We live in an age where vintage ads with ridiculous claims can be used as ironic decorations, and an anti-corporate magazine called AdBusters can launch "Occupy Wall Street" as a global movement.
In an article for Aeon Magazine, Adam Corner argues that self-aware advertising born from the post-war era of the 50s and 60s has evolved into advertising that plays off anti-consumerist feelings. He sees it as a form of inoculation.
"The advertising industry anticipates and then absorbs its own opposition, like a politician cracking jokes at his own expense to disarm a hostile media," he writes.
Corner reaches a cynical conclusion, but if you don't believe him, take a look at some of these campaigns:
DB's classic "Think Small" ad for Volkswagen in 1959 was a revolutionary, self-aware change from the norm. Its competitors highlighted closeups of muscle cars, so DDB decided the celebrate the Beetle for being a small, unique car:
In 1996, Sprite employed Lowe & Partners to come up with a campaign that would help boost sales among a young crowd. The agency came up with the slogan "Image is nothing/Thirst is everything/Obey your thirst" as an antidote to the cheery, unhip ads that were coming across as imposing an image onto youth rather than adapting to their culture (fun fact: the tagline was actually inspired by a Ronald Reagan quote):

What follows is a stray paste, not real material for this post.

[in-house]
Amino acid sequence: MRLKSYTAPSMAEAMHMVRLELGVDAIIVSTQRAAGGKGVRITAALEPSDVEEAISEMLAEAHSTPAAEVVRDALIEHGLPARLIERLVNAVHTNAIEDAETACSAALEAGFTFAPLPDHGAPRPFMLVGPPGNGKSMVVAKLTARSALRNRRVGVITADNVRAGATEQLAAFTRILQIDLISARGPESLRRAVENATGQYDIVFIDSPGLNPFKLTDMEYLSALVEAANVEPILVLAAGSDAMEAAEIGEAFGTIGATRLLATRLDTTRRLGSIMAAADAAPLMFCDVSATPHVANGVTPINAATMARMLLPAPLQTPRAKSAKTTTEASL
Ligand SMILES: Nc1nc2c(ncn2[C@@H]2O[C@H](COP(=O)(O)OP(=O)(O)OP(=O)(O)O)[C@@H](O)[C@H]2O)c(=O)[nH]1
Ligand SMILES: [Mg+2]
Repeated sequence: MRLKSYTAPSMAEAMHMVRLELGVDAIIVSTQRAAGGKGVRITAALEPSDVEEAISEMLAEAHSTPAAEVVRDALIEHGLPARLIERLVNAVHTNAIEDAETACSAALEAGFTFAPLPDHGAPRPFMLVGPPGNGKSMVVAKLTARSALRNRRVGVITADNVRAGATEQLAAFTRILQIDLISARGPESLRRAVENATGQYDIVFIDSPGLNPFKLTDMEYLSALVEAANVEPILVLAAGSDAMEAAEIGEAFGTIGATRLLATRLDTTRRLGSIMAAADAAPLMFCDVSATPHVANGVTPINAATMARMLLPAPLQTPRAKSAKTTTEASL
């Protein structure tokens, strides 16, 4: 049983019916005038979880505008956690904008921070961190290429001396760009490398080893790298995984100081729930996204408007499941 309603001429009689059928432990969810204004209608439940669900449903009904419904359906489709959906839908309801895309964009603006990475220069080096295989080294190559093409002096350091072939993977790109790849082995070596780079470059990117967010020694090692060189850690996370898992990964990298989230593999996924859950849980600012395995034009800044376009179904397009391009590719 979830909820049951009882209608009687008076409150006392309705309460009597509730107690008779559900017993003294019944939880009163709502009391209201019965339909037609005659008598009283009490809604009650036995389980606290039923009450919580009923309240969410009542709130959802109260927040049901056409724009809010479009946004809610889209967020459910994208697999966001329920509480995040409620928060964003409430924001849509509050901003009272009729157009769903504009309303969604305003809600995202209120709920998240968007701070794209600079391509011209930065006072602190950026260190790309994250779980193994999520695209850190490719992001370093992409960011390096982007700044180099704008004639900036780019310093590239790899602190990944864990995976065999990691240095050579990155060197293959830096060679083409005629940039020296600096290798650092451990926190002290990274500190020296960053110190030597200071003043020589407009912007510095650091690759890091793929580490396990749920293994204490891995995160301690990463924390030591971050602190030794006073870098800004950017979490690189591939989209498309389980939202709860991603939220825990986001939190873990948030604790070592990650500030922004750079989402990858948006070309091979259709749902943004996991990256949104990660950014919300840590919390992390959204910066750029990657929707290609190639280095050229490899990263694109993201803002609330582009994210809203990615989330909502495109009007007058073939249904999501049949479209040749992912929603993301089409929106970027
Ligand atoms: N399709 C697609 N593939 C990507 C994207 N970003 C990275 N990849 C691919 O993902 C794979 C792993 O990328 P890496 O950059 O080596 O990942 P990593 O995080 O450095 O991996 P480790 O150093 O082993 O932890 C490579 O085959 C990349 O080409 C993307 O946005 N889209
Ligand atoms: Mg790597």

Feminine hygiene ads in the 80s and 90s featured women seemingly overjoyed to be on their period, but by 2010 Kotex decided the jig was up. Agency JWT looked at the brand's back catalog for material to mock with sarcastic, realistic ads:
Today's effective ads may not even appear to be ads — the product being advertised can be a punchline that comes later. A couple years ago, a video of a man "hacking" electronic billboards in Times Square turned out to be a stunt for the movie "Limitless." The film studio revealed it only after a few days of hype created an enraptured audience:
Recently, Chipotle's wildly popular Scarecrow ad from CAA Marketing and Moonbot Studios tapped into anti-corporate feelings so well with its story against factory farming that it was easy to forget it was an ad for a big fast food chain:
Just when consumers began thinking they were too aware of advertising to fall for it, "products started echoing our contempt for them," wrote Corner in his Aeon essay. "'Shut up!' we shout at the TV, and the TV gets behind the sofa and shouts along with us."
To read Corner's full piece, click here.
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